Piplantri village, famous for the 111 trees it plants on the birth of every girl child, became the face of change. From girls being a burden to celebrating the birth of one, Piplantri started to go green. Shri. Paliwal extended the idea of planting one tree to planting a hundred and eleven. After the villagers came together to plant trees, the whole village started undergoing a social change. 

After a girl child was born (approximately 60 every year), she was then carried in baskets like the Hindu God Krishna with due respect. Although the task of planting trees undergoes all year round, a special ceremony is held during the monsoon season. This is where all villagers come together to plant the trees in the name of their daughters. All kinds of trees are planted namely neem, peepal, amla, rosewood, amla, bamboo, and aloe vera. 

Members of the family are obliged to take care of the trees till they become fruitful. Raksha Bandhan is celebrated event that involves girls tying Rakhi (a sacred thread) to the trees symbolizing immense love and protection as a sibling.

Due to this initiative, more than 3 lakh trees have been planted. Water levels that were below 800 ft have risen up 15ft. to ground level in mere 5 years.

Financially, the whole process was accompanied by the ‘Kiran Nidhi Yojana’ which involved the panchayat opening a bank account in the girl child’s name and depositing an initial payment of Rs. 21,000 into it. The parents (who contribute the rest Rs. 11000) must sign an affidavit promising not to practice female foeticide or marry their daughter before she reaches the age of 18, and that they will educate her. This ensures that no girl child is deprived of education and has enough funds for her future.

By-Product of the change

To protect the planted trees from termites, aloe-vera plants were planted on the perimeter. The number of aloe-vera plants lying around led to the inception of other women-led initiatives. Starting with 10 women, aloe vera was used to manufacture various products like shampoo, gel and then were commercialized in the market.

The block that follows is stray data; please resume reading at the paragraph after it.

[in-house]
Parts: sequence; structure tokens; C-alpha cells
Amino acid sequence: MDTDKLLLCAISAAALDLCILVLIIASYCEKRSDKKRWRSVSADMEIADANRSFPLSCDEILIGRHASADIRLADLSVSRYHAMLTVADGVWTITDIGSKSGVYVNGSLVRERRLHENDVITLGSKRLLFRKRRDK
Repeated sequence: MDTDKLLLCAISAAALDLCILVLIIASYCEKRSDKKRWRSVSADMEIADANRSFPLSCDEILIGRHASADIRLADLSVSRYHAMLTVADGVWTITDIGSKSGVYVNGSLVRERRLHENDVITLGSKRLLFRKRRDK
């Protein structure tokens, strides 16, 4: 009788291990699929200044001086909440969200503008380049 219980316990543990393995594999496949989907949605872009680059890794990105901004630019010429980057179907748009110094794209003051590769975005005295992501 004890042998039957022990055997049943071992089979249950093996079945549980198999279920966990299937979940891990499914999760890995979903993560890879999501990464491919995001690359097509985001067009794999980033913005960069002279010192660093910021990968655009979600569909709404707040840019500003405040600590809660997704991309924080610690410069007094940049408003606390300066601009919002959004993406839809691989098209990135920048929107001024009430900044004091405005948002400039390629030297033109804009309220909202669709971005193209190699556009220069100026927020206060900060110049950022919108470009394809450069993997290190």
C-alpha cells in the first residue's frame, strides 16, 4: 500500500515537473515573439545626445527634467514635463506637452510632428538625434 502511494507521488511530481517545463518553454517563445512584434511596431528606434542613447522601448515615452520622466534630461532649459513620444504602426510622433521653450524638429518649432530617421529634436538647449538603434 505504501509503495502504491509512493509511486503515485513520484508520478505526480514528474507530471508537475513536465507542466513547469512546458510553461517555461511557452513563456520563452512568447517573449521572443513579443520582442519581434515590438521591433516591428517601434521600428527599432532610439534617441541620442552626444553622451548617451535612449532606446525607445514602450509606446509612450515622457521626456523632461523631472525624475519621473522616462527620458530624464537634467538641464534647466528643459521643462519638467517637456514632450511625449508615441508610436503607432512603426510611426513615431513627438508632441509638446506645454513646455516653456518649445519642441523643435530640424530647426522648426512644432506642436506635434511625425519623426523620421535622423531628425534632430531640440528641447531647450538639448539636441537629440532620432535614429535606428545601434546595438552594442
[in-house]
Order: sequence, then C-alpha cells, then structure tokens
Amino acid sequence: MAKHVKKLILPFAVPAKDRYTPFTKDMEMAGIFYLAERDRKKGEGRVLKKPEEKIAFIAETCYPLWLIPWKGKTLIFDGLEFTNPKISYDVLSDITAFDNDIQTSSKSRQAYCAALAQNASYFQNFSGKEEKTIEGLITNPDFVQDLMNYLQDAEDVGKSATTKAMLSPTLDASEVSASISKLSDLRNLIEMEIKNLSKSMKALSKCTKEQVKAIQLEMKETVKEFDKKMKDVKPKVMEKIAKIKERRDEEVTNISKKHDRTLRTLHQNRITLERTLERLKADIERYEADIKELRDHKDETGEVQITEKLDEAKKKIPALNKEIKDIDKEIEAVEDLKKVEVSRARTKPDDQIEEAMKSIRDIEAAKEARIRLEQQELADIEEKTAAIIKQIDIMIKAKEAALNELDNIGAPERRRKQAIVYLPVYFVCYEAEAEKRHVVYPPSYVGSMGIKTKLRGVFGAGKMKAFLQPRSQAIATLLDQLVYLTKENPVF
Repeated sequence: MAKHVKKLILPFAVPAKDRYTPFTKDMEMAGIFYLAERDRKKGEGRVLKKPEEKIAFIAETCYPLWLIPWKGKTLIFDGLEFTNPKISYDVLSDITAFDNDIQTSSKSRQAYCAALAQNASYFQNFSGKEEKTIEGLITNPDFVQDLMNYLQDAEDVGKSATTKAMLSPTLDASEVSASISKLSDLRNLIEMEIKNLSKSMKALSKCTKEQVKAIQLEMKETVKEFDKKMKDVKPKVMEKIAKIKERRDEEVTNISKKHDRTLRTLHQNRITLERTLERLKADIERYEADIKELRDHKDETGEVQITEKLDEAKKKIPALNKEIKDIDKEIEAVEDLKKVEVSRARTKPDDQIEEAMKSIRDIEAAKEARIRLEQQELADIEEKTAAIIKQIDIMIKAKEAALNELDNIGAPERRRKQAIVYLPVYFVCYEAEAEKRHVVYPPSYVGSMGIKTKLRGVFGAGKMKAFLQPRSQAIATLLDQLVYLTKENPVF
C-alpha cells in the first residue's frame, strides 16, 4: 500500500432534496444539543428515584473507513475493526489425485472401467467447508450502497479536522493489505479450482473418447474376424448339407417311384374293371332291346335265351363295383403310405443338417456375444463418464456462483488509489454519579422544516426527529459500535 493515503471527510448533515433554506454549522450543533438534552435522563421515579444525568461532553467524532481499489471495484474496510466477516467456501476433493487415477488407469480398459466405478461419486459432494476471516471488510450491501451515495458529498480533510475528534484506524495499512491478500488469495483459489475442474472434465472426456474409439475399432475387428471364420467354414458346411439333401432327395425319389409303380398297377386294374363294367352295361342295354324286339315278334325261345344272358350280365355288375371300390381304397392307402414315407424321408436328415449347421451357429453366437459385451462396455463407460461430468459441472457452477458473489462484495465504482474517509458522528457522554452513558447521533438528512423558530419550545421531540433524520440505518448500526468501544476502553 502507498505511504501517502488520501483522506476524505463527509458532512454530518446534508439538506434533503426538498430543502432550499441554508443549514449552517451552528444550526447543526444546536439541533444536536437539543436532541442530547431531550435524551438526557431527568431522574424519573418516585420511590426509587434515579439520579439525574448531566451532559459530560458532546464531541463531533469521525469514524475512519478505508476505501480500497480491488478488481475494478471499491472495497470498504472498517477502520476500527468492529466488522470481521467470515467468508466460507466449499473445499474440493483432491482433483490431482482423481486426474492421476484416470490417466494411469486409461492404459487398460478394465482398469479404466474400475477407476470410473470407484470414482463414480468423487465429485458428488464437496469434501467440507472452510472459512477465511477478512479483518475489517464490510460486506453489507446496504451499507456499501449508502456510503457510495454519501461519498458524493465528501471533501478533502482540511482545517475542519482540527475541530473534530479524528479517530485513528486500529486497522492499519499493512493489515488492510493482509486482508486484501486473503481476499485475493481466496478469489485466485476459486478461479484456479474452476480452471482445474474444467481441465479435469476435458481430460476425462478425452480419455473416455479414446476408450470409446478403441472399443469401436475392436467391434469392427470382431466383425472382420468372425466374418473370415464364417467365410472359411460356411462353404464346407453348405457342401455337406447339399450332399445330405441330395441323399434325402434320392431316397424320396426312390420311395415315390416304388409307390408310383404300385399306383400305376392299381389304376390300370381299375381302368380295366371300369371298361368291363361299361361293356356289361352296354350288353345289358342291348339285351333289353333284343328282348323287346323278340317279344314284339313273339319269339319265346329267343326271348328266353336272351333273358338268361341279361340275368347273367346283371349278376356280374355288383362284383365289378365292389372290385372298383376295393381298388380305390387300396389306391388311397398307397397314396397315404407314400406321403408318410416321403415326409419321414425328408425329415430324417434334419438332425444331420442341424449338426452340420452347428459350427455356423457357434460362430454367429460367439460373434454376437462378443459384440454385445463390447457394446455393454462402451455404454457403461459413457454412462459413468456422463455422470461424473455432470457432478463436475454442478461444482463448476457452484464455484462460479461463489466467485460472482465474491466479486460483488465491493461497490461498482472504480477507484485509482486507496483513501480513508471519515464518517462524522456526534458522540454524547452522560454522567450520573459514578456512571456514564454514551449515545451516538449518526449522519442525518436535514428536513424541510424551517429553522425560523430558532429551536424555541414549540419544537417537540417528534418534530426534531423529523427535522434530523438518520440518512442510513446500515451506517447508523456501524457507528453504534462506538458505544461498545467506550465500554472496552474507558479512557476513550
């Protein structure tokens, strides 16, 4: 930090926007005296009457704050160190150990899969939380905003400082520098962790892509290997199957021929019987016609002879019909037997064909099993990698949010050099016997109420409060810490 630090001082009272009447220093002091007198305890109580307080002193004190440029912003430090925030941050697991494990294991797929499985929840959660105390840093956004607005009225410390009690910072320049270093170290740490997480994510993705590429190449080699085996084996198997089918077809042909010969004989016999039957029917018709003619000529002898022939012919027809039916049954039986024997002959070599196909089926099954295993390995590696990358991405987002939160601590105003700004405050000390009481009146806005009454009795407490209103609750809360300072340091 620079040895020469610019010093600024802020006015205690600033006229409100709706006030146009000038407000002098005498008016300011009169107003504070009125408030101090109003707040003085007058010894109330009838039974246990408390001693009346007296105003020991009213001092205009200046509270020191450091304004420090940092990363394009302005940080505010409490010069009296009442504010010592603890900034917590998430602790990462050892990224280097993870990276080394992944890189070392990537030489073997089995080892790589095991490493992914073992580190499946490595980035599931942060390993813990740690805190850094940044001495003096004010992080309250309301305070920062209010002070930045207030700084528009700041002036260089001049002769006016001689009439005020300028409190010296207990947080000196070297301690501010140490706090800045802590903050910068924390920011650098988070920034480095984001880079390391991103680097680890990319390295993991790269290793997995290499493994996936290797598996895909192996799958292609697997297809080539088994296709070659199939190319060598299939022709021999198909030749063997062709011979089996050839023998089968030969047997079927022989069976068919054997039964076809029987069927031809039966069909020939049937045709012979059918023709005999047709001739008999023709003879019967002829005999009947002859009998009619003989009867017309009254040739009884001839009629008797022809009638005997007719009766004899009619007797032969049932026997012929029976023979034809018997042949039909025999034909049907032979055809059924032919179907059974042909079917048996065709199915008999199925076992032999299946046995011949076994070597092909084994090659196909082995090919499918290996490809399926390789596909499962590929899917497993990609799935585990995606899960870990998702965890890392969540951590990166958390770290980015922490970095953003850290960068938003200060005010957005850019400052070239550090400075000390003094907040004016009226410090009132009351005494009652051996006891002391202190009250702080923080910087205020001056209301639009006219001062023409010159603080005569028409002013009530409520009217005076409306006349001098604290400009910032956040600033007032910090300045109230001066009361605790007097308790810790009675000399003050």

A year later, Shri. Paliwal won the Nirmal Gram Panchayat Award and the cash prize of 5 lacs was put into this enterprise which allowed the production to bloom. Other products from the vegetation were also put into use in the same way.

Image courtesy: Life gate

With the increase in irrigation and fertile land, the men left their jobs at the quarries and got back to agriculture and farming. This added to the economic growth of the village as it became more self-sufficient than ever.

Current Situation of Piplantri

As a result of open panchayats, government programs, and the goal driven approach of Shri. Shyam Sunder Paliwal, Piplantri is self-sufficient and thriving on its natural resources. Apart from that, the main goal of girl empowerment was accomplished by growing female businesses and education. An increase in wildlife is seen and the people of the village are happier.

With a rise in awareness, the villagers pointed out how changing one village is not enough. ‘If one village can do this then why can’t others?’ pointed out a resident of Piplantri. To see a change in the world, every village, city, and country has to come together and think proactively. Shri. Shyam Sunder Paliwal implemented this change within a short frame of 5+ years. Apart from the numerous awards he was awarded, he recently received a Padma Shri Award in 2021.

Lakshmi is the Goddess of wealth, and in India it is believed that a girl child will bring prosperity and wealth to the family she is born in. This Indian belief came true in Piplantri as girls emerged as a true blessing to the village.